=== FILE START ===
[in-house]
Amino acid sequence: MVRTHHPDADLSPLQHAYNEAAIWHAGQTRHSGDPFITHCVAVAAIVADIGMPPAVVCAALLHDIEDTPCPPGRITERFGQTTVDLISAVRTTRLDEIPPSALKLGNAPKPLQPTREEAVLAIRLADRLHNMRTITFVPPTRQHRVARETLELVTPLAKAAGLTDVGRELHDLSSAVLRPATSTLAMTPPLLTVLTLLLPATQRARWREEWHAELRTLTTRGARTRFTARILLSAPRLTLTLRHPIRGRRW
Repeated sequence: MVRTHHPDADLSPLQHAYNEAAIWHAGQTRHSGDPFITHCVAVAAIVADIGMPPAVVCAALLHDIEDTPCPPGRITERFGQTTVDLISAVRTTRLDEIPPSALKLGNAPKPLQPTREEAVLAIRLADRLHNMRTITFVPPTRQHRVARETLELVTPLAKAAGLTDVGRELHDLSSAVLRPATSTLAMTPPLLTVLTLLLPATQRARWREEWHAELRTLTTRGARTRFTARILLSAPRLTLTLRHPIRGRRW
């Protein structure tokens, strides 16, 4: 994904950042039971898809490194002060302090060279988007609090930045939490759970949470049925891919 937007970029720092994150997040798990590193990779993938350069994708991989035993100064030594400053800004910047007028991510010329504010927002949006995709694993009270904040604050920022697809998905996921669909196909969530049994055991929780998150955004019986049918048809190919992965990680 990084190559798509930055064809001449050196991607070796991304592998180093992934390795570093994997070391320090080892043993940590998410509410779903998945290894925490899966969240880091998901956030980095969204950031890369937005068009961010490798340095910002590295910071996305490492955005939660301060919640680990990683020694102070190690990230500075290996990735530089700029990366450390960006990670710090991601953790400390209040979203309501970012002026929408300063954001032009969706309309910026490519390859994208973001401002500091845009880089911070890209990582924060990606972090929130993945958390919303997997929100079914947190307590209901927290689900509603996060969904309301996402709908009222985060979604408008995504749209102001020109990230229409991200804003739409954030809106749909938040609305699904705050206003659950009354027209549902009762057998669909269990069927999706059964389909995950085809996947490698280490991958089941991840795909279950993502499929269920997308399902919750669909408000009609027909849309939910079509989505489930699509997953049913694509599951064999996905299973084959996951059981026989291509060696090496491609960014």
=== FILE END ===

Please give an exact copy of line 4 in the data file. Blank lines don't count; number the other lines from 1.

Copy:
């Protein structure tokens, strides 16, 4: 994904950042039971898809490194002060302090060279988007609090930045939490759970949470049925891919 937007970029720092994150997040798990590193990779993938350069994708991989035993100064030594400053800004910047007028991510010329504010927002949006995709694993009270904040604050920022697809998905996921669909196909969530049994055991929780998150955004019986049918048809190919992965990680 990084190559798509930055064809001449050196991607070796991304592998180093992934390795570093994997070391320090080892043993940590998410509410779903998945290894925490899966969240880091998901956030980095969204950031890369937005068009961010490798340095910002590295910071996305490492955005939660301060919640680990990683020694102070190690990230500075290996990735530089700029990366450390960006990670710090991601953790400390209040979203309501970012002026929408300063954001032009969706309309910026490519390859994208973001401002500091845009880089911070890209990582924060990606972090929130993945958390919303997997929100079914947190307590209901927290689900509603996060969904309301996402709908009222985060979604408008995504749209102001020109990230229409991200804003739409954030809106749909938040609305699904705050206003659950009354027209549902009762057998669909269990069927999706059964389909995950085809996947490698280490991958089941991840795909279950993502499929269920997308399902919750669909408000009609027909849309939910079509989505489930699509997953049913694509599951064999996905299973084959996951059981026989291509060696090496491609960014």